Donetsk authorities claim to have received no appeals from London over Paul Urey death

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The authorities of the self-proclaimed Donetsk People’s Republic (DPR) have assured that they have not received any appeal from the UK regarding the death of British citizen Paul Urey, who died in detention by pro-Russian forces in the Ukrainian region.

The pro-Russian DPR announced on Friday Urey’s death in custody of natural causes, the first foreigner to die in the custody of pro-Russian separatists since the beginning of the war in Ukraine.

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However and despite the denunciations and recriminations launched from London, Donetsk ombudsman Daria Morozova has reported that the pro-Russian authorities have received no appeals from the UK over Urey’s death, Russian agency TASS reports.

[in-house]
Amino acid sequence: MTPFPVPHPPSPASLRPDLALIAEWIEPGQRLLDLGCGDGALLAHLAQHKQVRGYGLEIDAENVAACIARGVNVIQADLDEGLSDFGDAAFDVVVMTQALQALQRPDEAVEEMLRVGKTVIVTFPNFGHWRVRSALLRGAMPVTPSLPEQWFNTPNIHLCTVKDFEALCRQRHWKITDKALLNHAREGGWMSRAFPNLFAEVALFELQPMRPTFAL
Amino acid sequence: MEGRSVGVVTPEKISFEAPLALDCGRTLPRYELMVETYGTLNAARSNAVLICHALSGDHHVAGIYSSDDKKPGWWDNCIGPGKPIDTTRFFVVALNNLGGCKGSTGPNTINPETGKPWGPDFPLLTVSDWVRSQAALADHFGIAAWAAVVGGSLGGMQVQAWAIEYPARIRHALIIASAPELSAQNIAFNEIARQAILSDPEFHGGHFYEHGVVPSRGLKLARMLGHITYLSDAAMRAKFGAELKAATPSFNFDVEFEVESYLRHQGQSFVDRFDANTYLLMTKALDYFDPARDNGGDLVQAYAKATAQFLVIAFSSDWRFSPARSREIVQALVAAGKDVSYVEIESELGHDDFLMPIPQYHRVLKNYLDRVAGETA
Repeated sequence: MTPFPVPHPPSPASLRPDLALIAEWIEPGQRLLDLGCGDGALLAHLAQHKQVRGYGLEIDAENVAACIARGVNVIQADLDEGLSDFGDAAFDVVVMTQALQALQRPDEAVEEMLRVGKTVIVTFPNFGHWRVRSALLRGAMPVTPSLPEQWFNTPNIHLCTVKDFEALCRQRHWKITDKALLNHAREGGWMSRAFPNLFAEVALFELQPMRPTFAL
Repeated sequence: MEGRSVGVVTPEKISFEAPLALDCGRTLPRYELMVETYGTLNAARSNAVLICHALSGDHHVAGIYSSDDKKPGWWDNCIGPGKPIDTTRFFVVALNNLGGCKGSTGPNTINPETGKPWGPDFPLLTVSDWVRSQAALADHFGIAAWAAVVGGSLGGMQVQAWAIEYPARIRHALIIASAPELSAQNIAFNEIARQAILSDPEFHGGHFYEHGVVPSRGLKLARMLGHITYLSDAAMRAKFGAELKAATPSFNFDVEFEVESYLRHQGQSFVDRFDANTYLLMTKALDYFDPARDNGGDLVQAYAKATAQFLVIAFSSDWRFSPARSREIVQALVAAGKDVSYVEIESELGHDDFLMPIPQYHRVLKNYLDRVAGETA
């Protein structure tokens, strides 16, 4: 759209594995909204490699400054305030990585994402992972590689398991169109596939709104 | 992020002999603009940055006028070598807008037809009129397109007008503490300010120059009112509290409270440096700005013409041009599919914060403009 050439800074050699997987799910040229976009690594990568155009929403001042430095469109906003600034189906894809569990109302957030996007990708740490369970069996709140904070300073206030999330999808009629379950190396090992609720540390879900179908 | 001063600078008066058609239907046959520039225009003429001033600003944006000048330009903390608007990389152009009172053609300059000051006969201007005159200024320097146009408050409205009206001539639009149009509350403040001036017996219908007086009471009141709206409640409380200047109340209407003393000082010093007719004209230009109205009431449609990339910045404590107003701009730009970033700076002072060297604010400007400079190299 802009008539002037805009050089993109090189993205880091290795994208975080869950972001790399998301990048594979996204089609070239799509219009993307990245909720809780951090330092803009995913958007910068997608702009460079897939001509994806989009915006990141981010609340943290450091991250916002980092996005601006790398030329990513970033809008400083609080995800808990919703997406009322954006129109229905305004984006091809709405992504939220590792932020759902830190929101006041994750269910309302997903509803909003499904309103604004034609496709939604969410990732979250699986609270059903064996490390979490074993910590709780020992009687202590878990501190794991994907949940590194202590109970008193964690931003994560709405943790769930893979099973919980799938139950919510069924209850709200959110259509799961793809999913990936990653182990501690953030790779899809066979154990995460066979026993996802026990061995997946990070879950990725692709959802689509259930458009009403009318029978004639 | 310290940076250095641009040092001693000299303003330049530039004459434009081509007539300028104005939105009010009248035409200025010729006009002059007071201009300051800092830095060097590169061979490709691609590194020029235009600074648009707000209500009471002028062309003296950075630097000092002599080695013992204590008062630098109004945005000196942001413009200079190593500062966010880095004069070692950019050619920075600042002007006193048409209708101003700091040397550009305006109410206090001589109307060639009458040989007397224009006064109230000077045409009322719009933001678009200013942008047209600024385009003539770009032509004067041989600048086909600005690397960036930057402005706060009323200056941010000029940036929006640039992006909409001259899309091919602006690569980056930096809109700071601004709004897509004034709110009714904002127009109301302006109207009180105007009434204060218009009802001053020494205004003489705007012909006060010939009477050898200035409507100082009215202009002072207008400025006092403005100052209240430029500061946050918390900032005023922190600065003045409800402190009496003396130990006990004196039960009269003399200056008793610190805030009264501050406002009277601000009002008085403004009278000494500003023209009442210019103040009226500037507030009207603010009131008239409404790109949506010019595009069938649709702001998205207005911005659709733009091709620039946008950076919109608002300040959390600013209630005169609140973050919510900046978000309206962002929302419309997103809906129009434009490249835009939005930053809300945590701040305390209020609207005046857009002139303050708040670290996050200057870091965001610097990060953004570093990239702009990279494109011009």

Urey, identified by Donetsk authorities as a “mercenary,” died on July 10 from “chronic illness and a depressed psychological state,” however, later detailed “acute coronary insufficiency, complicated by pulmonary and cerebral edema.”

According to the Ombudsman, Urey was taken prisoner in April while attempting to cross a checkpoint controlled by DPR troops. In contrast, other British voices claim that Urey was working independently in Ukraine as a humanitarian aid volunteer.

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The news soon sparked criticism from London, which summoned the Russian ambassador, Andrei Kelin, and, in the words of Foreign Minister Liz Truss, warned that Russia “must answer fully” for what happened.

Right now two other British citizens, Shaun Pinner and Aiden Aslin, are on death row after being charged with collaborating with Ukrainian forces, and two more, Dylan Healy and Andrew Hill, have been charged.

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